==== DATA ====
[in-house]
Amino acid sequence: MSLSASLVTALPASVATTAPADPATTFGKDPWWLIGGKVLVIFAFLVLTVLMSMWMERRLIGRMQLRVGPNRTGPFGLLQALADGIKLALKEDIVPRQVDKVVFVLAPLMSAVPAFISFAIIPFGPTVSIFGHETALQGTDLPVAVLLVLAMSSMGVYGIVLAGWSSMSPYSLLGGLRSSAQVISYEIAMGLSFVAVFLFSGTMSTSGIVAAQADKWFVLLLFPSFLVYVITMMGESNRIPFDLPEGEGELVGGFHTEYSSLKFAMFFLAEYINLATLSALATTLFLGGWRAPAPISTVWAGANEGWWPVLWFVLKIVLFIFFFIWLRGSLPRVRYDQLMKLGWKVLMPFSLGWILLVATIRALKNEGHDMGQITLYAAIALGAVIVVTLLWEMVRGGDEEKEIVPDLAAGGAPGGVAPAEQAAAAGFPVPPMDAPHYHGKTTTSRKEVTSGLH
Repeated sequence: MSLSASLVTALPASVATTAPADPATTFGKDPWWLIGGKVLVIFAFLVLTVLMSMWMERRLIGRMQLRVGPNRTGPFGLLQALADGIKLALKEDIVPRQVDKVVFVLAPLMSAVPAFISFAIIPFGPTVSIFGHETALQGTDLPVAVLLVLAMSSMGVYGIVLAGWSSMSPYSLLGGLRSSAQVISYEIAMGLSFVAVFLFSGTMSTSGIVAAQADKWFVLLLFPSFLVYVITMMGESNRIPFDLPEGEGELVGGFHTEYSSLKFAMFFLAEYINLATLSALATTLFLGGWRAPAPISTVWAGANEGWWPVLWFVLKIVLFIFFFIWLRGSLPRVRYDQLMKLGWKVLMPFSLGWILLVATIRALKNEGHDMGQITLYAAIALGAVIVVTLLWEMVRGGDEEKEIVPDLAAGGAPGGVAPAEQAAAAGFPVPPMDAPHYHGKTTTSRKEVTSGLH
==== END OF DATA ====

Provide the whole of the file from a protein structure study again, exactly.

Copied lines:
[in-house]
Amino acid sequence: MSLSASLVTALPASVATTAPADPATTFGKDPWWLIGGKVLVIFAFLVLTVLMSMWMERRLIGRMQLRVGPNRTGPFGLLQALADGIKLALKEDIVPRQVDKVVFVLAPLMSAVPAFISFAIIPFGPTVSIFGHETALQGTDLPVAVLLVLAMSSMGVYGIVLAGWSSMSPYSLLGGLRSSAQVISYEIAMGLSFVAVFLFSGTMSTSGIVAAQADKWFVLLLFPSFLVYVITMMGESNRIPFDLPEGEGELVGGFHTEYSSLKFAMFFLAEYINLATLSALATTLFLGGWRAPAPISTVWAGANEGWWPVLWFVLKIVLFIFFFIWLRGSLPRVRYDQLMKLGWKVLMPFSLGWILLVATIRALKNEGHDMGQITLYAAIALGAVIVVTLLWEMVRGGDEEKEIVPDLAAGGAPGGVAPAEQAAAAGFPVPPMDAPHYHGKTTTSRKEVTSGLH
Repeated sequence: MSLSASLVTALPASVATTAPADPATTFGKDPWWLIGGKVLVIFAFLVLTVLMSMWMERRLIGRMQLRVGPNRTGPFGLLQALADGIKLALKEDIVPRQVDKVVFVLAPLMSAVPAFISFAIIPFGPTVSIFGHETALQGTDLPVAVLLVLAMSSMGVYGIVLAGWSSMSPYSLLGGLRSSAQVISYEIAMGLSFVAVFLFSGTMSTSGIVAAQADKWFVLLLFPSFLVYVITMMGESNRIPFDLPEGEGELVGGFHTEYSSLKFAMFFLAEYINLATLSALATTLFLGGWRAPAPISTVWAGANEGWWPVLWFVLKIVLFIFFFIWLRGSLPRVRYDQLMKLGWKVLMPFSLGWILLVATIRALKNEGHDMGQITLYAAIALGAVIVVTLLWEMVRGGDEEKEIVPDLAAGGAPGGVAPAEQAAAAGFPVPPMDAPHYHGKTTTSRKEVTSGLH